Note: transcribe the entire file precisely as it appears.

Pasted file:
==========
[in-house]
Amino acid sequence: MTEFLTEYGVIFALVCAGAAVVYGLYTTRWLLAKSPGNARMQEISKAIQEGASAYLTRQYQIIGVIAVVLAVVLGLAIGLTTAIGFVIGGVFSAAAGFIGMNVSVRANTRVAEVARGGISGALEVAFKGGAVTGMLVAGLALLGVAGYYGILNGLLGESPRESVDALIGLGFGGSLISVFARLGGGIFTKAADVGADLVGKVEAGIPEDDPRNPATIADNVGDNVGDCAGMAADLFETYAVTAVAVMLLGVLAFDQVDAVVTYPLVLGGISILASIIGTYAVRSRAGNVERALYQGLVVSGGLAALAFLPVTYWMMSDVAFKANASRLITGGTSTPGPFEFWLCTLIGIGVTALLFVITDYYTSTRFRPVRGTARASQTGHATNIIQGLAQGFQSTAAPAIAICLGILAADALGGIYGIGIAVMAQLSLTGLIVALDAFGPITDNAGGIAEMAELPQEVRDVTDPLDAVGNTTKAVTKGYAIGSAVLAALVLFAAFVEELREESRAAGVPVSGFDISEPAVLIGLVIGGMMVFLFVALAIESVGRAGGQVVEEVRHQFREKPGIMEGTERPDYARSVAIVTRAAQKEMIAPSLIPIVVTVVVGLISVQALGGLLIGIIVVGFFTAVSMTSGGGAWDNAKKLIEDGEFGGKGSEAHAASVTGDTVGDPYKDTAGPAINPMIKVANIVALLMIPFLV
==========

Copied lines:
[in-house]
Amino acid sequence: MTEFLTEYGVIFALVCAGAAVVYGLYTTRWLLAKSPGNARMQEISKAIQEGASAYLTRQYQIIGVIAVVLAVVLGLAIGLTTAIGFVIGGVFSAAAGFIGMNVSVRANTRVAEVARGGISGALEVAFKGGAVTGMLVAGLALLGVAGYYGILNGLLGESPRESVDALIGLGFGGSLISVFARLGGGIFTKAADVGADLVGKVEAGIPEDDPRNPATIADNVGDNVGDCAGMAADLFETYAVTAVAVMLLGVLAFDQVDAVVTYPLVLGGISILASIIGTYAVRSRAGNVERALYQGLVVSGGLAALAFLPVTYWMMSDVAFKANASRLITGGTSTPGPFEFWLCTLIGIGVTALLFVITDYYTSTRFRPVRGTARASQTGHATNIIQGLAQGFQSTAAPAIAICLGILAADALGGIYGIGIAVMAQLSLTGLIVALDAFGPITDNAGGIAEMAELPQEVRDVTDPLDAVGNTTKAVTKGYAIGSAVLAALVLFAAFVEELREESRAAGVPVSGFDISEPAVLIGLVIGGMMVFLFVALAIESVGRAGGQVVEEVRHQFREKPGIMEGTERPDYARSVAIVTRAAQKEMIAPSLIPIVVTVVVGLISVQALGGLLIGIIVVGFFTAVSMTSGGGAWDNAKKLIEDGEFGGKGSEAHAASVTGDTVGDPYKDTAGPAINPMIKVANIVALLMIPFLV